The American Go Association has been invited to send a team to the Sport Accord Mind Games in December in Beijing. “We’re very excited to have the opportunity to participate in such a prestigious event, and look forward to it with great anticipation,” said AGA President Allan Abramson. Six teams will play in the December 8-17 tournament in Beijing: China, Japan, Kore, Chinese Taipei (representing Asia-Pacific), the U.S. (representing the Americas) and the European Union (representing Europe). Each team will have five members, with at least one female, and there are two medals: team and pair go. The U.S. team selection process will consist of inviting 16 AGA players with 6.0+ rating, including at least two female players, and four CGA players. A 5-round qualifier tournament will be held July 10-12, July 13-16, July 17-20, July 21-23, and July 24-26. Email email@example.com for complete SAMG qualifier details and requirements or to register; include your commitment to play in the full qualifier and to travel to Beijing in December. Registration deadline is 8p EST on July 4. Prizes include $10,000-80,000 (USD) for teams and $2,000-12,000 (USD) for pair go. Each team is guaranteed at least the minimum amount. For all players, airfare, hotel, meals, and local transportation are sponsored by Sport Accord. Click here to stay tuned for more details.
American Go E-Journal » SportAccord World Mind Games
Monday June 20, 2011
Thursday November 11, 2010
The first SportAccord World Mind Games will be held in Beijing, China, in September 2011. The brand-new event will feature top players from six mind-sport games — bridge, chess, draughts, go, Chinese chess, and duplicate poker — and was announced on November 10 by Hein Verbruggen, President of SportAccord. “This event is different from the World Mind Sport Games in that it features only a small field of top players, rather than the general representation from all nations as in WMSG,” says Thomas Hsiang, Vice President of the International Go Federation and Secretary General of the International Mind Sport Association, “it is also different from the current international go competitions such as the LG Cup or Fujitsu Cup in that the new event will include top Western players, women players, and youth representation.” The technical details will be worked out in the next few weeks, says Hsiang.
Tuesday May 25, 2010
The election of Chang Zhenming of China as President of the International Go Federation (IGF) highlighted the International Go Federation’s General Meeting (r) on Monday as the 31st edition of the IGF’s flagship event – the World Amateur Go Championship – formally launched in Hangzhou, China. “I will give my best effort to promote go to the whole world,” Chang promised, “Go is a benefit for everyone.” The other major news was that while there have been setbacks in the attempt to achieve recognition for go as an Olympic sport, mind sports are making significant progress. IGF Director Thomas Hsiang reported that the International Olympic Committee (IOC) includes mind sports as a category that has “no realistic chance of entering either the Summer or the Winter Olympics,” and so won’t be recognized. The good news is that SportAccord (formerly the General Association of International Sports Federation, or GAISF) is expanding its definition of sport to include mind sport and plans to sponsor a number of new events, including Mind Sport Games. Planning for a second World Mind Sports Games (WMSG) in August 2012 is now underway, with Manchester UK as the leading candidate to host. In even more exciting news, the International Federation of Poker has applied to become an IMSA and SA member, which has attracted interest from several major marketing firms, with which the IGF is now in discussions. Upcoming events either sponsored by the IGF or with major IGF involvement are the 21st International Pair Go Championships October 16-17 in Japan, the 16th Guangzhou Asian Games November 12-27 and the 32nd World Amateur Go Championship in Shimane, Japan.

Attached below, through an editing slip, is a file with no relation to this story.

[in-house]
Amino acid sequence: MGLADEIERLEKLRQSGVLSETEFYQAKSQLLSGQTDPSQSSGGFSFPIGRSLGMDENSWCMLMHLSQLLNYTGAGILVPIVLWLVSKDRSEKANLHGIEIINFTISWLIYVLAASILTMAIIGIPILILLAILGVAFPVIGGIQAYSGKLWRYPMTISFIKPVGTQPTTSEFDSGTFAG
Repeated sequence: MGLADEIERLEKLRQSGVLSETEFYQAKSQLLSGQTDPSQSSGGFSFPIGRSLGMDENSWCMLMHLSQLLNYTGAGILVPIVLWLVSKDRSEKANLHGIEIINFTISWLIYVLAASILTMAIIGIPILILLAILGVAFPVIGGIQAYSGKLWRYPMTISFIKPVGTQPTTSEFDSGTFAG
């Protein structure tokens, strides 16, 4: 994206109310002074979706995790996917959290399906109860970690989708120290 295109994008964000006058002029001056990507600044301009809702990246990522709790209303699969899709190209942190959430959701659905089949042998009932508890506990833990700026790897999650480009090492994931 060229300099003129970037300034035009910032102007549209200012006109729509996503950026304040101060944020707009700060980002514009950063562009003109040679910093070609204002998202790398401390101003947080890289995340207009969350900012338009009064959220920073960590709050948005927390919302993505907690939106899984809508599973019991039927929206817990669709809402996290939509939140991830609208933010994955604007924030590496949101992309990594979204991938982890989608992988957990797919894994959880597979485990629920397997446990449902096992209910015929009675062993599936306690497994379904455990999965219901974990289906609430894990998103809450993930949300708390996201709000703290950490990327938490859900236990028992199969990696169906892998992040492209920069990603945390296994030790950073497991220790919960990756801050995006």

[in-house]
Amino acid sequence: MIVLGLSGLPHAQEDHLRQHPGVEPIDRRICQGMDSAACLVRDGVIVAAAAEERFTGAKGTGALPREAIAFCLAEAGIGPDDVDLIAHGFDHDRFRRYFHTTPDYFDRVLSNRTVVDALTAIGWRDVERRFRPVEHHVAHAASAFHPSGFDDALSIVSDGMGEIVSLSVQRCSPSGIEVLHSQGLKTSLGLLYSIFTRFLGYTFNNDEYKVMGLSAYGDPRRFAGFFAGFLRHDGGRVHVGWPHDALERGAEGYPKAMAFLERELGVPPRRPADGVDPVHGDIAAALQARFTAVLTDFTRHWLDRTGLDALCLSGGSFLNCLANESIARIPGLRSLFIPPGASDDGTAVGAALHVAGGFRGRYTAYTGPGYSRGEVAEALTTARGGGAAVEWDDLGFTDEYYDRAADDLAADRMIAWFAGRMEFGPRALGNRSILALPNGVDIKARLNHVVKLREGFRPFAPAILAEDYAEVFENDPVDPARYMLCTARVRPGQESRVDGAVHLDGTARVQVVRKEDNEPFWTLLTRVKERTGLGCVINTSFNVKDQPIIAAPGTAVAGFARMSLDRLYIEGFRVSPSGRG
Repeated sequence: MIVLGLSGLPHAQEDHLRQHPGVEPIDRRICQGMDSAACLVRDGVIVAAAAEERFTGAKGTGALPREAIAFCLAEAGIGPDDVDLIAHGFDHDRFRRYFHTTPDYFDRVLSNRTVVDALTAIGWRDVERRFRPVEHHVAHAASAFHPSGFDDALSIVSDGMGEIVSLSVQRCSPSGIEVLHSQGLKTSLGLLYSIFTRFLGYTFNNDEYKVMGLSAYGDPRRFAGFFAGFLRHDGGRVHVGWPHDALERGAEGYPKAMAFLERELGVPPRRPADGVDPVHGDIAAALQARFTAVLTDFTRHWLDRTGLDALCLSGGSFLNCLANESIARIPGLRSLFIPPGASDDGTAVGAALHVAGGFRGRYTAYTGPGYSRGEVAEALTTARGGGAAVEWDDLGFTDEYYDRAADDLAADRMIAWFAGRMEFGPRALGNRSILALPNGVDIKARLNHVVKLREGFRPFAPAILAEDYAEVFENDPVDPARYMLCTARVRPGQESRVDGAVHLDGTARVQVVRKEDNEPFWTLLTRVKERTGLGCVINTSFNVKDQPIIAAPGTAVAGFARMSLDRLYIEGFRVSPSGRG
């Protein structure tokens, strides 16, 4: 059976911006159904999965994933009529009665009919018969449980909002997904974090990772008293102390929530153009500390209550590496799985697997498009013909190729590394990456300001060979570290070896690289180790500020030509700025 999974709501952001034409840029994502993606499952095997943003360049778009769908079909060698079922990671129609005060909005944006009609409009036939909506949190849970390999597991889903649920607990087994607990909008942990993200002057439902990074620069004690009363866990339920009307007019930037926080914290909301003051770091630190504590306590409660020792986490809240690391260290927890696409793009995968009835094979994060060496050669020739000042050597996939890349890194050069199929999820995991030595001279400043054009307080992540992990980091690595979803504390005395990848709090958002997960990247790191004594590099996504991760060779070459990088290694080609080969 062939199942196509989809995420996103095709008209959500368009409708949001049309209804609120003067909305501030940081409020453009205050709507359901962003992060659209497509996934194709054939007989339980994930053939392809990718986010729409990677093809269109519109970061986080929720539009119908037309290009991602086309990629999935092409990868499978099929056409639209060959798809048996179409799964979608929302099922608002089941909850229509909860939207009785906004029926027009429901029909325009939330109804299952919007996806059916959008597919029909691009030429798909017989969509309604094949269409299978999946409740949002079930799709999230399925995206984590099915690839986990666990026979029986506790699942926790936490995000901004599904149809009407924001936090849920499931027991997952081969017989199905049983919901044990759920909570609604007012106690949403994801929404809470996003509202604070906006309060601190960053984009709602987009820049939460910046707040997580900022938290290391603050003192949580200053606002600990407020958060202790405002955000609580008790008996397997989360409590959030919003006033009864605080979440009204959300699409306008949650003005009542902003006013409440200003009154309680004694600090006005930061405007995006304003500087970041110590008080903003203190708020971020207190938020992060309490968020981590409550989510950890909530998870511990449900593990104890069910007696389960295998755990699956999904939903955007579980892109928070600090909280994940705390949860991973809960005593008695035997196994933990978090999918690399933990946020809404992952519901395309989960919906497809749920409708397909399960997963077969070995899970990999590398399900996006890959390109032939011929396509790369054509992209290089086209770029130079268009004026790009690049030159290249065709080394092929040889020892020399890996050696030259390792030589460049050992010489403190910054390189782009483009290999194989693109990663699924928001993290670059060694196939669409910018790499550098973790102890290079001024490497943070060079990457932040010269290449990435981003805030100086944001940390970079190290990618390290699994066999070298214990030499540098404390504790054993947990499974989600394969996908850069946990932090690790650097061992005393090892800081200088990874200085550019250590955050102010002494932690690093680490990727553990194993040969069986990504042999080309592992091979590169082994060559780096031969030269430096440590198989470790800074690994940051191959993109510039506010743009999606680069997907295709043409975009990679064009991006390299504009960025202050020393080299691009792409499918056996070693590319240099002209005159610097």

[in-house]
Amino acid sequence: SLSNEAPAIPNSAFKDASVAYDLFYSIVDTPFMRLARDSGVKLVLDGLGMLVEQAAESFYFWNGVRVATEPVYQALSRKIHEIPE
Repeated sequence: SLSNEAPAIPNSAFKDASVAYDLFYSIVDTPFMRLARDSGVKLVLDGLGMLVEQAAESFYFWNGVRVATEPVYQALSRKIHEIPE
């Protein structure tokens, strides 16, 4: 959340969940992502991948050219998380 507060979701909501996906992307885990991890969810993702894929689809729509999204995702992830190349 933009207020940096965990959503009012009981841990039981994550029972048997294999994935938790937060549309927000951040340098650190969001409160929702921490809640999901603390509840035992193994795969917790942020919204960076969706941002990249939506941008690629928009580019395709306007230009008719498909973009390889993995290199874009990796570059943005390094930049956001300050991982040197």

- Chris Garlock; photo by John Pinkerton. Click here for the complete report and more photos on Ranka Online.
Monday November 2, 2009
“From time to time someone asks how the AGA selects players to attend international championship tournaments,” says Tournament Coordinator Phil Waldron. “Eligibility is not complicated, but it does require some planning.” To be eligible, players must be US citizens or Green Card holders and reside in the United States. “We also expect players to support the American go community and so players must have been a continuous member of the AGA over the past twelve months and have played at least ten rated games over the same time,” Waldron says. “Finally, potential competitors must meet any additional eligibility requirements set by the tournament sponsors; for example, you won’t be going to a youth event if you remember Woodstock.” Full details about the various international tournaments and their selection tournaments can be found on the AGA Major Tournaments webpage.